By LINDA BUCHWALD
In paperback, the 7 Harry Potter novels have 4,167 pages, and those pages contain dozens of stories and hundreds of characters. But if you don't have time to read (or re-read) the books, you can always catch Potted Potter, a stage show that reduces the entire saga to 70 minutes with two actors.
Written by and starring Daniel Clarkson and Jefferson Turner (better known as Dan and Jeff), the show, which is now playing at the Little Shubert, may not be authorized, but it's still brimming with Potter enthusiasm. In fact, Clarkson and Turner are still sad they had to cut some of their favorite scenes and characters in order to streamline the material. "A lot of times it was just chuck out 500 pages so I can wear a silly hat and put on a funny voice," Clarkson says.
But while Clarkson jokes about the seemingly haphazard nature of the production, he and Turner have crafted it with care. They've built the entire piece around the relationship between the young wizard Harry and his archrival Voldemort, and they've worked to make each book distinct. For example, book seven is a song and book three is a PowerPoint presentation.
The latter gimmick came about because when they began writing the show, the duo used Clarkson's brother's books for research. He didn't actually own the third novel, however, and Clarkson and Turner thought it would be funny to incorporate that setback into their material. Now, "Dan" has to tell the story on the spot, without handy reference tools. (Clarkson and Turner play "Jeff" and "Dan," exaggerated versions of themselves. Jeff is the serious know-it-all and Dan is the clueless goof-off.)
The pair met in 2005 when Clarkson found Turner busking in London's Covent Garden. Clarkson happened to be looking for someone to play Harry at a midnight release party for the sixth book. "I think I've got the looks to play Johnny Depp, but it's obvious I'm not a Daniel Radcliffe type," he jokes.
For that book launch, Dan and Jeff performed the first five books in five minutes. In 2006, the show was expanded to six books in an hour and became Potted Potter. The seventh novel was incorporated shortly after its release.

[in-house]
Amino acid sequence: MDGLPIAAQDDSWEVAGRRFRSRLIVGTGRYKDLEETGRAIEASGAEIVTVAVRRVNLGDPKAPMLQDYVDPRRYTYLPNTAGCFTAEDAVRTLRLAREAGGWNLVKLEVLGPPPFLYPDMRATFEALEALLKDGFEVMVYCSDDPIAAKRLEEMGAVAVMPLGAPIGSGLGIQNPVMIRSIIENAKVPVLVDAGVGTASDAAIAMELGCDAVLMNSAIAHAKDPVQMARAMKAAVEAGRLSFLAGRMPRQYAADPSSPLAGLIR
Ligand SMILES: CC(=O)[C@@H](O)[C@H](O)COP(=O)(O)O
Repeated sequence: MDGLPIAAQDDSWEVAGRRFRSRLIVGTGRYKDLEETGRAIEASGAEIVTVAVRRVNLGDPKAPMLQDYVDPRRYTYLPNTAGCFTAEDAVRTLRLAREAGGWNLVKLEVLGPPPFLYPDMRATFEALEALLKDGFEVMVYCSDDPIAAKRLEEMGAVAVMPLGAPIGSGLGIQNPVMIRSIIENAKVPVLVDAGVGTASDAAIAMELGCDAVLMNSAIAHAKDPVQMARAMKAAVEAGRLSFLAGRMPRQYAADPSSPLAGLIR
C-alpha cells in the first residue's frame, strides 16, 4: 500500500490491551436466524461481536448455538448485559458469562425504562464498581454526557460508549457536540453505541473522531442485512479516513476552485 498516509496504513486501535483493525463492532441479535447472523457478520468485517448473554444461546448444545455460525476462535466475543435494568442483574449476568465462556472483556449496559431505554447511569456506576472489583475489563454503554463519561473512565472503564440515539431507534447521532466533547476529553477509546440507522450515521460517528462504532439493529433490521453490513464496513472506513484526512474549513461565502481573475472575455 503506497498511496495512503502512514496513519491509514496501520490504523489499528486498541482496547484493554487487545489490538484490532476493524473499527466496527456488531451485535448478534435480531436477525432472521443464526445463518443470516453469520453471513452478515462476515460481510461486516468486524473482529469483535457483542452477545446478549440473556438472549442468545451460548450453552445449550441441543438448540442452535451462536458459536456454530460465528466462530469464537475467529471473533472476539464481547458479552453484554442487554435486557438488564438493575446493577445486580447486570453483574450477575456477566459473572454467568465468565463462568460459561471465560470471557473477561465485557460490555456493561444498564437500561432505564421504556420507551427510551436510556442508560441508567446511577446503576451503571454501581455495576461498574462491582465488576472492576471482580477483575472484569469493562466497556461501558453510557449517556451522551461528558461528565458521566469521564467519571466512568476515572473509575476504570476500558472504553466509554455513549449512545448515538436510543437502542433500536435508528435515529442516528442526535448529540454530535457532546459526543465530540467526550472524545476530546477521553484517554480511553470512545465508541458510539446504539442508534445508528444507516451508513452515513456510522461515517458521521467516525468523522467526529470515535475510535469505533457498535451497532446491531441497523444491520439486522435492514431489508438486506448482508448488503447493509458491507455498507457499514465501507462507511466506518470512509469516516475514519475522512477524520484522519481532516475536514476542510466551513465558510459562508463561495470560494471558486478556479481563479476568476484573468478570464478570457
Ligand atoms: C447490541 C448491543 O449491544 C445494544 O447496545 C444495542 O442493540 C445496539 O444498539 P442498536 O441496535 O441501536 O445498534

After six years of Potted Potter, Clarkson and Turner are still finding ways to keep things fresh. "If it had been the same the whole time, we'd have stopped a long time ago," Turner says. "The beauty of what we're doing is it's our own stuff. We can change it."
Sometimes, rewrites are unavoidable, like when pop culture jokes get stale. References that have come and gone include Cedric Diggory suddenly becoming a glittery vampire, J.K. Rowling outing Dumbledore, and Rihanna's "Umbrella."
Meanwhile, thanks to audience participation, the show is never the same twice. "We knew there would be children in the audience and about two-thirds of the way or halfway through, you try and do something a bit interactive to make sure the kids are still entertained," Turner says. That includes an on-stage version of Quidditch using a beach ball and a human snitch (Turner in gold lycra). Adults are just as involved in the game, sometimes more aggressively than their children, and that's just the atmosphere Turner and Clarkson strive to create.
"When we were both kids, our dads would take us to the theatre and watch TV and we would laugh at the same things, and that's what we were trying to recreate," says Turner. "Because the books appeal to adults and kids, I think that gave us a bit of a head start, but it also makes us work harder at the comedy. It's quite easy to make someone laugh by making a character like Harry Potter swear or something like that, you could get a laugh for that, but not being able to do that because it's kid friendly hopefully makes it a bit funnier."
Linda Buchwald writes for StageGrade and tweets about theatre as @PataphysicalSci
Photo by Carol Rosegg